One of the milestones in the history of molecular biology and genetic diseases occurred in 1949, when Lines Pauling ( 1901-1994; 1953 Nobel Prize in Chemistry) discovered that sickle cell anemia, an inherited blood disorder, was caused by a single change in the structure of a single protein in hemoglobin, the complex molecule which carries oxygen in everyone’s red blood cells. For the first time, a hereditary disease was shown to be the result of a miniscule change in DNA that leads cells to make slightly different proteins. In sickle cell anemia, the tiny substitution in the hemoglobin protein changes the way the molecule shapes itself three-dimensionally and this change causes all of the misery and illness associated with sickle cell anemia (also known as sickle cell disease).
Hemoglobin fails to stack and fold itself normally
Hemoglobin molecules carry oxygen from the lungs to the rest of the body, and pick up carbon dioxide to be expelled on the next pass through the lungs. Hemoglobin molecules are stacked neatly inside red blood cells which, under a microscope, look like plump, oval discs, flattened in their mid-sections. To hold and release oxygen and carbon dioxide, the hemoglobin molecules change their shapes, folding and unfolding in response to changes in the acidity of the blood. In sickle cell disease, hemoglobin does not stack neatly or fold correctly, and it distorts the shape of the red blood cells, damaging their membranes. Instead of flattened ovals, red blood cells containing sickle cell hemoglobin assume odd and spiky shapes which are reminiscent of sickles.
Abnormally shaped red blood cells cause trouble
Distorted, sickled red blood cells are shorter-lived than normal red blood cells, causing anemia , or low red blood cell counts, with symptoms of fatigue, weakness and shortness of breath. The abnormally shaped cells also get stuck in small blood vessels of many organs, causing pain and organ damage, and symptoms like strokes, abdominal pain, joint pain and swelling. Episodes of pain and other symptoms are called sickle cell crises, last for about a week, and often require hospitalization and narcotics. The spleen can become severely damaged and non-functional in patients with sickle cell disease. The spleen is an important part of the immune system and, without it, sickle cell patients can be subject to life threatening infections. They require prophylactic antibiotics and careful attention to immunizations. Sickle cell crises are triggered by stress, dehydration, infections and illness and the damage they cause can shorten life. Modern diagnosis and treatment have raised life expectancy of sickle cell patients to over age fifty, an improvement of almost a decade compared to the past. Some babies with sickle cell disease have been successfully treated with bone marrow transplants.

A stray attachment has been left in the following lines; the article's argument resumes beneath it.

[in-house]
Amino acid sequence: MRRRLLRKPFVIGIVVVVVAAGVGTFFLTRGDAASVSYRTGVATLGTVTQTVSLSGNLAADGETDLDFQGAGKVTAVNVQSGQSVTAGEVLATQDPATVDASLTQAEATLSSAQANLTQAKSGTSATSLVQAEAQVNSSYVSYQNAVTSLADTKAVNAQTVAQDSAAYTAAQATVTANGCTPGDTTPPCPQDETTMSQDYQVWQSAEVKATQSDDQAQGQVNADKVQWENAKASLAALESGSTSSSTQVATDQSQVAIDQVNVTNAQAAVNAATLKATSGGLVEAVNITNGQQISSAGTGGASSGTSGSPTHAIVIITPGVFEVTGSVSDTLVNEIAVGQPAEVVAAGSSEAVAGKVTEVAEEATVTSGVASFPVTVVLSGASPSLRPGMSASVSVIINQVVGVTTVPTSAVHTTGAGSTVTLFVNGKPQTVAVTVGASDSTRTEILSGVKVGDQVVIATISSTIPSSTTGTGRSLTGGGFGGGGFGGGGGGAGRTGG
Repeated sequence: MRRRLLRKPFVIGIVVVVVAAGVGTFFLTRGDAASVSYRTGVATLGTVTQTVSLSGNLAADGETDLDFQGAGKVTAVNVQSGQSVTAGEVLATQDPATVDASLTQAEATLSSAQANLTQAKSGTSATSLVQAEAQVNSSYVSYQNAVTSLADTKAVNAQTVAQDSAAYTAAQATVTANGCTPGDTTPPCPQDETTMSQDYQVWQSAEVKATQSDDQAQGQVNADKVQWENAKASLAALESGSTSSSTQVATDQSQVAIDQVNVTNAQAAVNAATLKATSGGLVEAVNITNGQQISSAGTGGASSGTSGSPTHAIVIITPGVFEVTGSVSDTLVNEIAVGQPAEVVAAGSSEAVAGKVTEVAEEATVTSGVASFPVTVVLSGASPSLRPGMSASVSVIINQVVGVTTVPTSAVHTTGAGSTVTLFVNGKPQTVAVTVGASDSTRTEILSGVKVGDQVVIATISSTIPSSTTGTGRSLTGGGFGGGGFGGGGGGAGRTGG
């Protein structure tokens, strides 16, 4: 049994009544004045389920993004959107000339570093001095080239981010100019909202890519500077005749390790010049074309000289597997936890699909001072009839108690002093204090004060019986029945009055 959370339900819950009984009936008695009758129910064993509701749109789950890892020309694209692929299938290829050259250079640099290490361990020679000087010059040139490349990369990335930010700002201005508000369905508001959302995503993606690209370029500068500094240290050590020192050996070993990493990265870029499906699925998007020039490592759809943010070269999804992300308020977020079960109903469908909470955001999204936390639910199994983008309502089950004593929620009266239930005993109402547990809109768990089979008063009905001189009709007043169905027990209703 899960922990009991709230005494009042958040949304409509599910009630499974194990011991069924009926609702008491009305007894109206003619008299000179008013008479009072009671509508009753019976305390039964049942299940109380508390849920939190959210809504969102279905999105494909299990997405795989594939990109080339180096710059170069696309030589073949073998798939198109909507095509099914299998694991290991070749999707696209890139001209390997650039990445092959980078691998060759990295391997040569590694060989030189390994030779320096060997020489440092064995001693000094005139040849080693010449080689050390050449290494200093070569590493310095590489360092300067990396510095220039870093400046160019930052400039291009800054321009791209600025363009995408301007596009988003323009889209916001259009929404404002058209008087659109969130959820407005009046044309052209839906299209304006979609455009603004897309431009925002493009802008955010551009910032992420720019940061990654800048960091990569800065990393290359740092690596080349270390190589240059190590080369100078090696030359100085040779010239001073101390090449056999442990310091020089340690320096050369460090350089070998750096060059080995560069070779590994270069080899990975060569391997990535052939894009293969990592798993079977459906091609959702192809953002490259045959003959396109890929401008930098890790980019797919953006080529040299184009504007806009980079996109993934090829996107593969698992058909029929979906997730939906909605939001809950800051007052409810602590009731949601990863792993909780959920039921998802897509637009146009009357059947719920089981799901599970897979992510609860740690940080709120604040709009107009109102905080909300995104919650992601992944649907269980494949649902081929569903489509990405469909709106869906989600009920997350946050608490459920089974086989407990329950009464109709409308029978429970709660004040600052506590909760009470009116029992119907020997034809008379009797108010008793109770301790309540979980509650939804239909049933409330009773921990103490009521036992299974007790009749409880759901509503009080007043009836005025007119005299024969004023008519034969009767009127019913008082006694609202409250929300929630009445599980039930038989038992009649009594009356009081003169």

A common genetic trait
In certain parts of the world, 10-40% of the population carry one copy of the mutated gene that codes for the abnormal hemoglobin of sickle cell anemia. Those carriers are said to have sickle cell trait, and they do not suffer from sickle cell disease, which appears only if two copies of the gene are present. But since children get half their genes from each parent, if two carriers of the sickle cell trait get together and have children, the odds are that 25% of their children will be born with two copies of the gene and have sickle cell disease, 25% will have normal hemoglobin, and fifty percent will carry a single copy of the gene, without symptoms. These are the same odds that are associated with other recessive traits, such as blue eyes or red hair, that require two copies of a given gene for expression of the trait carried by the gene.
The trait has an upside – in malaria infections
Why would a genetic trait be so common when it can lead to a disease that causes illness and premature death? The geography associated with sickle cell trait provides one answer. Sickle cell trait is common in groups of people who come from the belt of the earth around the equator where malaria is or was at one time endemic: sub-Saharan Africa, India, the Mediterranean and Arabian Gulf countries, and Central and South America. What is the relationship between malaria and sickle cell trait? The malaria parasite lives in red blood cells, which are full of hemoglobin. The parasite feeds on hemoglobin as a necessary part of its lifecycle. But something about the hemoglobin produced by the abnormal gene makes carriers of the sickle cell trait less likely to succumb to malaria in infancy and less subject to severe malarial symptoms at older ages. The sickle cell trait thus confers a survival advantage on people from malarial regions of the earth, and it has persisted in the population despite the disadvantage it produces when a child inherits two copies of the sickle cell gene. Paradoxically, two copies of the gene do not protect against malarial symptoms because the infection triggers sickle cell crises.
Sickle cell disease affects as many as one in 400-500 of African Americans in the United States, and about 1 in 36,000 Hispanic Americans. About 90,000-100,000 people in the US have the disease. The sickle cell trait is present in one out of every 12 African Americans and one of every 100 Hispanic Americans. In France sickle cell disease is now the leading genetic disease because of emigration from Africa and the Caribbean. Over a long period of time, as these populations live and reproduce in regions where malaria is not a significant threat, the trait may disappear since it will no longer be conferring a survival advantage. In the meantime, researchers hope to better understand how sickle cell hemoglobin tames the malaria parasite and to use the knowledge in the battle against this ancient disease.